Saturday, January 15, 2011

Looking California, feeling Arizona

"Standing on a corner in Winslow, Arizona. Such a fine sight to see."
- Take it Easy, by The Eagles

OK, I had to get that face off the page. I haven't had much to stir the juices lately, and every time I open the blog I see that jackass looking at me. It's more than a little creepy.
I did read something about Arizonans being a little worried that the rest of the country will think that the state is a strange place, what with the illegal immigration issue they have been fighting over the past couple of years, and now a shooting.
Then I thought about the upcoming Martin Luther King Jr. holiday and remembered that it was Arizona that had a hard time with it. They still may not have come to grips with it, but I remember John McCain and some of the state's so-called leaders fighting the "legal holiday" status. I don't particularly care, since I don't live there, but it made me think that maybe there is something to the idea that the state is a little wacky.
I used to work with a guy who spent a lot of time in the state and for some reason we got to talking about that Eagles song. He asked me if I had ever been to Winslow, and said that "there ain't no fine sights to see in that place." He wasn't sure where Jackson Browne was when he wrote that line, but it probably just sounded good and had nothing to do with actually being in Winslow, Arizona.
A friend just came back from a business trip to Tuscon and she told me that the city is "nothing but pawn shops, strip malls and desert." Then she told me about the blimp constantly flying overhead, and how she got stopped a couple of times by the Border Patrol. We reasoned that a blimp made a lot less noise than a helicopter and the Border Patrol probably doesn't want to bring a lot of attention to itself - although a blimp flying overhead is a much more unique sight than it was in the 1940s, so maybe the Mexicans are hip to it?
I suggested she visit Sedona, which seems to be one of the few colorful spots in the state, apart from the Grand Canyon, lovingly referred to as The World's Biggest Hole in the Ground.
So maybe those Arizonans are onto something? Whatever, it provided me an outlet to get that creepy face off the page, so they have that going for them - which is nice.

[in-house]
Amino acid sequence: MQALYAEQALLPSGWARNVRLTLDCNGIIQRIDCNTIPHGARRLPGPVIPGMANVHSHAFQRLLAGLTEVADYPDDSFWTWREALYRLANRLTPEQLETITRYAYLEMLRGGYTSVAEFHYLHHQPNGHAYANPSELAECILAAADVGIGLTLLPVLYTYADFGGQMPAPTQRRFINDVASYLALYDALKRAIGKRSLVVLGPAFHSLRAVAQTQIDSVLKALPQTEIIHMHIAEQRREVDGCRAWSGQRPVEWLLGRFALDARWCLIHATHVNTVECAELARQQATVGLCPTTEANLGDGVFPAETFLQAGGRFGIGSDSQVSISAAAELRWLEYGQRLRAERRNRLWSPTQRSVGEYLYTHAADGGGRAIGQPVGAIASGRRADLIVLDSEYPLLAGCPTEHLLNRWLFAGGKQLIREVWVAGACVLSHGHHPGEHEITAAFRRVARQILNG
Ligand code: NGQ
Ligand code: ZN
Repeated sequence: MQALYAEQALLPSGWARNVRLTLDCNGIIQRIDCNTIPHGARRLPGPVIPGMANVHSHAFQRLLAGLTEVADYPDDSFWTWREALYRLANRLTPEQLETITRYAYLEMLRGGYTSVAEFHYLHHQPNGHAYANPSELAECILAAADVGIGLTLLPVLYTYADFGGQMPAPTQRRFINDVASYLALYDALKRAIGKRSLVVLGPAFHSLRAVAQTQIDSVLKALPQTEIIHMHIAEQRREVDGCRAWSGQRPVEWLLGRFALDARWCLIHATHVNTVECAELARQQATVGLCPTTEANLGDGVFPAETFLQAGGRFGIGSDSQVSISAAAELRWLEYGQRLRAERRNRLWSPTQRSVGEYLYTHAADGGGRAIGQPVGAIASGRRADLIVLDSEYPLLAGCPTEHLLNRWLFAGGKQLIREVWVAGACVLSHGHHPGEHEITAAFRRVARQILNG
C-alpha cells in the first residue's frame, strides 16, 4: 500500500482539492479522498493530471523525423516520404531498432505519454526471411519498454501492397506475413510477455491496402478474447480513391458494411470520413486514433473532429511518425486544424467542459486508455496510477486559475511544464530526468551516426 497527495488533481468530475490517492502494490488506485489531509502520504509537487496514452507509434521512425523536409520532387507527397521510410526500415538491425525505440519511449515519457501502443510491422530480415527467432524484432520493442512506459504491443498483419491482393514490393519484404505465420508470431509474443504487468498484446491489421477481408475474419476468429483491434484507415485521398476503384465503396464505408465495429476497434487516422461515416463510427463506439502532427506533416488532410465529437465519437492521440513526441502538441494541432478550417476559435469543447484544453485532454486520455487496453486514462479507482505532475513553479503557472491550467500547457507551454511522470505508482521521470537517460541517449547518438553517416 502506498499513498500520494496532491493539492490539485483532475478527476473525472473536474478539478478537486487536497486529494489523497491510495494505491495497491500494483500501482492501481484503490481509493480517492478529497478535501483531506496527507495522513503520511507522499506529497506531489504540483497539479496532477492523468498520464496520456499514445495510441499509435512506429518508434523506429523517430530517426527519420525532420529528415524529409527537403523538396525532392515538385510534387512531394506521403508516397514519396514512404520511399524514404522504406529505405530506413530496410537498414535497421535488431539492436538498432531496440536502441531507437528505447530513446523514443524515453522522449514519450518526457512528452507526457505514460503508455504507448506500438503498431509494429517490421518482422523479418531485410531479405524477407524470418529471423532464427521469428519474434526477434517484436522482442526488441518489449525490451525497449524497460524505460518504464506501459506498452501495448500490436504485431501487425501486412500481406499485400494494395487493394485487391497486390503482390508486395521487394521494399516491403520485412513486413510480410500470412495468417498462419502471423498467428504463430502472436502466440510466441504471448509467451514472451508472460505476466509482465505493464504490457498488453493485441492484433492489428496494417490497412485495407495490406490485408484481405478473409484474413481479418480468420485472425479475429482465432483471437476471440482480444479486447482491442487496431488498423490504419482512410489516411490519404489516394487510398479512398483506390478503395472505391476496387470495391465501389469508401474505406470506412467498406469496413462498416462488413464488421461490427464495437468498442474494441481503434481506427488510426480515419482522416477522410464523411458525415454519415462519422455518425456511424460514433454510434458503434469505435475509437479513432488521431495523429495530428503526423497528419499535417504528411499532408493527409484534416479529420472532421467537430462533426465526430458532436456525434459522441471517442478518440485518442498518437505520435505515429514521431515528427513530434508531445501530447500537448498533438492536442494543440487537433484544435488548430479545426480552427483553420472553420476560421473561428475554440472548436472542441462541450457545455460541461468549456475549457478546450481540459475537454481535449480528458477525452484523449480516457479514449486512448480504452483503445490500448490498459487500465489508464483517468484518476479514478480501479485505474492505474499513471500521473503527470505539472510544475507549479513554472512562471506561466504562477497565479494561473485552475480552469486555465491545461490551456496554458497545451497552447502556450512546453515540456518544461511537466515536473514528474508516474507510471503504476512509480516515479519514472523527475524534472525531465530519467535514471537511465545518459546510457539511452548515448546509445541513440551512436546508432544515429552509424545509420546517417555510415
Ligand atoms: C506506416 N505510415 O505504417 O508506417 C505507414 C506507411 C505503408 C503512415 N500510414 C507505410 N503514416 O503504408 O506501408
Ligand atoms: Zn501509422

Monday, January 10, 2011

The harsh realities.

Every so often, big media gets their teeth in a story. You can tell, because they come up with an alliterative term for it. It's generally accompanied by a screen-filling graphic and some dramatic music. The latest one is being called "Tragedy in Tuscon."
It's generally a tragedy or giant oil spill of some sort that grabs their attention. I don't recall any fancy names being given to something good that happens. It's always "The Storm of the Century," a fire, flood or oil spill that gets a graphic and a catchy title.
This latest one is interesting on several levels. It involves a young, attractive female politician and a child - two things that the media eats for lunch. Add to it that the child is the granddaughter of a Phillies executive (and former manager) and you have the makings of a huge story.
Since television news struggles against the Internet on the best of days, they have dispatched hordes of reporters to Arizona to ferret-out every gory detail of the people involved.
The shooter has a high-powered attorney on his side. It's the same attorney who represented Ted Kaczynski, who became known as the "Unabomber." I suppose business has been slow for the past 15 years, and it must be nice to have a fresh crazy-ass to defend. That's why I could never be a defense attorney. Having an almost-unlimited supply of crazy bastards, I couldn't bring myself to summon-up an argument over why they shouldn't be taken out of society.
One thing of which you can be certain, as the media disseminates this story: Every photo of the shooter will make him look like a crazy-ass and every photo of the people he killed will make them look attractive. It's how the news is doled out, as though we need to be reminded that the shooter is a crazy bastard and the people he killed were innocent victims.
We haven't heard much about the other 17 people involved, partly because the story isn't that old and partly because they probably aren't children or federal employees. The things he is charged with are highlighted by "attempted assassination of a member of Congress" and the term "federal employee." So much for all men being created equal. When anything federal is involved, you're pretty much screwed, and held without bail.
To add to the mess, Giffords' brother-in-law is the commander of the International Space Station, and said that "these days, we are constantly reminded of the unspeakable acts of violence and damage we can inflict on one another." No kidding. Things like this are supposed to make us think and reflect. They do, for about a month, then we forget and go about our destructive business.
It didn't take long after the September 11, 2001 terrorist attacks for us to go back to calling athletes and actors "heroes" and making them out to be more than they are, which is glorified entertainers who suck a lot of money out of society. Now, we're supposed to reflect on "an unspeakable act," partly because of its impact and partly because of who was involved, and we're supposed to change our evil ways - or at least think about it.
But, it ain't gonna happen, and it's just a matter of time before the next tragedy that can be made into a catch phrase and we can be reminded of how despicable life can be sometimes, and how our own self-indulgent lifestyle and strange concept of freedom feeds into the very things we often find horrifying.
Or - we'll get a lot of snow and the TV news will struggle over which story is the lead.